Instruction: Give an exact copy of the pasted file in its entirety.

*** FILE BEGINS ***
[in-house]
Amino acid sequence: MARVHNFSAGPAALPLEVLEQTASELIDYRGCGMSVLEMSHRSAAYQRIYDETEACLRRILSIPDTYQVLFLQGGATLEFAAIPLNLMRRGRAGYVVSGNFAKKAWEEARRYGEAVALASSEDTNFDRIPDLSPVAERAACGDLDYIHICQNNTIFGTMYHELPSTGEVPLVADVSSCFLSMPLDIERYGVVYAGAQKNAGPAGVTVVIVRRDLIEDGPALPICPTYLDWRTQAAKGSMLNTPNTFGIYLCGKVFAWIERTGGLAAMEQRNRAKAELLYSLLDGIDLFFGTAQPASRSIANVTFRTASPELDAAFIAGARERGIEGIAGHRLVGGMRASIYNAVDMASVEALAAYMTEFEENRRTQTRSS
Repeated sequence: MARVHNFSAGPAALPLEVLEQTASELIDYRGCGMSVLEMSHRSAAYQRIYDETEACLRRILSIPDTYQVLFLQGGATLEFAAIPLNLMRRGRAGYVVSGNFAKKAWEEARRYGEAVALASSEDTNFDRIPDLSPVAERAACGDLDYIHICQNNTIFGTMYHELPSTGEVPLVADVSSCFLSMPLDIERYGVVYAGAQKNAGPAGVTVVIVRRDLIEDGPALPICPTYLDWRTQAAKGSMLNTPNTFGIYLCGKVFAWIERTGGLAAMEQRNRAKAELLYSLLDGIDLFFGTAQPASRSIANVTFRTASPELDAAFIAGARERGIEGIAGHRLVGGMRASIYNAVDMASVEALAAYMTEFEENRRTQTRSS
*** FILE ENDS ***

[in-house]
Amino acid sequence: MARVHNFSAGPAALPLEVLEQTASELIDYRGCGMSVLEMSHRSAAYQRIYDETEACLRRILSIPDTYQVLFLQGGATLEFAAIPLNLMRRGRAGYVVSGNFAKKAWEEARRYGEAVALASSEDTNFDRIPDLSPVAERAACGDLDYIHICQNNTIFGTMYHELPSTGEVPLVADVSSCFLSMPLDIERYGVVYAGAQKNAGPAGVTVVIVRRDLIEDGPALPICPTYLDWRTQAAKGSMLNTPNTFGIYLCGKVFAWIERTGGLAAMEQRNRAKAELLYSLLDGIDLFFGTAQPASRSIANVTFRTASPELDAAFIAGARERGIEGIAGHRLVGGMRASIYNAVDMASVEALAAYMTEFEENRRTQTRSS
Repeated sequence: MARVHNFSAGPAALPLEVLEQTASELIDYRGCGMSVLEMSHRSAAYQRIYDETEACLRRILSIPDTYQVLFLQGGATLEFAAIPLNLMRRGRAGYVVSGNFAKKAWEEARRYGEAVALASSEDTNFDRIPDLSPVAERAACGDLDYIHICQNNTIFGTMYHELPSTGEVPLVADVSSCFLSMPLDIERYGVVYAGAQKNAGPAGVTVVIVRRDLIEDGPALPICPTYLDWRTQAAKGSMLNTPNTFGIYLCGKVFAWIERTGGLAAMEQRNRAKAELLYSLLDGIDLFFGTAQPASRSIANVTFRTASPELDAAFIAGARERGIEGIAGHRLVGGMRASIYNAVDMASVEALAAYMTEFEENRRTQTRSS